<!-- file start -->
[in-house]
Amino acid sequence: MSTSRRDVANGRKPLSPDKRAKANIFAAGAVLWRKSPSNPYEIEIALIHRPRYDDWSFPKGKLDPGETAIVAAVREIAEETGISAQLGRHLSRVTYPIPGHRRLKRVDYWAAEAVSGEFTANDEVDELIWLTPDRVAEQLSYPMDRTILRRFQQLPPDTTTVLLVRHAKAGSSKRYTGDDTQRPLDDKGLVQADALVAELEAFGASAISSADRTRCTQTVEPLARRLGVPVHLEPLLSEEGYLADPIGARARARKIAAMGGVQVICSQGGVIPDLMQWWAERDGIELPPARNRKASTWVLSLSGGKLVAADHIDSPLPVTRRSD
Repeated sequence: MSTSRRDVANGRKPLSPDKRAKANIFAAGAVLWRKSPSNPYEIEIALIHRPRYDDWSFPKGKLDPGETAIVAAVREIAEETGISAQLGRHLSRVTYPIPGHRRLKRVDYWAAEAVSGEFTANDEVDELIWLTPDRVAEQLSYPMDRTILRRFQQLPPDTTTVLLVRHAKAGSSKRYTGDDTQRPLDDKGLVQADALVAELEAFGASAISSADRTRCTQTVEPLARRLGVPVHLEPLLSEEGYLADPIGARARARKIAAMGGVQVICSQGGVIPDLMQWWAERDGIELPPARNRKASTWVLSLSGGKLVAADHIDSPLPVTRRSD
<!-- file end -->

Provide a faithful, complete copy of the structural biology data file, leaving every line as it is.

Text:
[in-house]
Amino acid sequence: MSTSRRDVANGRKPLSPDKRAKANIFAAGAVLWRKSPSNPYEIEIALIHRPRYDDWSFPKGKLDPGETAIVAAVREIAEETGISAQLGRHLSRVTYPIPGHRRLKRVDYWAAEAVSGEFTANDEVDELIWLTPDRVAEQLSYPMDRTILRRFQQLPPDTTTVLLVRHAKAGSSKRYTGDDTQRPLDDKGLVQADALVAELEAFGASAISSADRTRCTQTVEPLARRLGVPVHLEPLLSEEGYLADPIGARARARKIAAMGGVQVICSQGGVIPDLMQWWAERDGIELPPARNRKASTWVLSLSGGKLVAADHIDSPLPVTRRSD
Repeated sequence: MSTSRRDVANGRKPLSPDKRAKANIFAAGAVLWRKSPSNPYEIEIALIHRPRYDDWSFPKGKLDPGETAIVAAVREIAEETGISAQLGRHLSRVTYPIPGHRRLKRVDYWAAEAVSGEFTANDEVDELIWLTPDRVAEQLSYPMDRTILRRFQQLPPDTTTVLLVRHAKAGSSKRYTGDDTQRPLDDKGLVQADALVAELEAFGASAISSADRTRCTQTVEPLARRLGVPVHLEPLLSEEGYLADPIGARARARKIAAMGGVQVICSQGGVIPDLMQWWAERDGIELPPARNRKASTWVLSLSGGKLVAADHIDSPLPVTRRSD